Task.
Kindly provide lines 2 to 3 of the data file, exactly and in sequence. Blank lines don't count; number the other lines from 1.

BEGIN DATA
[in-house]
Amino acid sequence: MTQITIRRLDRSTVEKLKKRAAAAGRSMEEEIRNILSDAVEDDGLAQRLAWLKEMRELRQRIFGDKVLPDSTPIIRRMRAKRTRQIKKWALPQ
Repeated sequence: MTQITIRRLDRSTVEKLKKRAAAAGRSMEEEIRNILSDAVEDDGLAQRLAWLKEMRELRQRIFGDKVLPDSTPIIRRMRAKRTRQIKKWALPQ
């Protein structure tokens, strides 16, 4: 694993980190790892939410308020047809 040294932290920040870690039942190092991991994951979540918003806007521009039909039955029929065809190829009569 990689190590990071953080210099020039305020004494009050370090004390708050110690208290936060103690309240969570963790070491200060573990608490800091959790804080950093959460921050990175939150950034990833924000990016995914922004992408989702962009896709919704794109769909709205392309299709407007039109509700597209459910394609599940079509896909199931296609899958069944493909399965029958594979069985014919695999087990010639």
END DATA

Amino acid sequence: MTQITIRRLDRSTVEKLKKRAAAAGRSMEEEIRNILSDAVEDDGLAQRLAWLKEMRELRQRIFGDKVLPDSTPIIRRMRAKRTRQIKKWALPQ
Repeated sequence: MTQITIRRLDRSTVEKLKKRAAAAGRSMEEEIRNILSDAVEDDGLAQRLAWLKEMRELRQRIFGDKVLPDSTPIIRRMRAKRTRQIKKWALPQ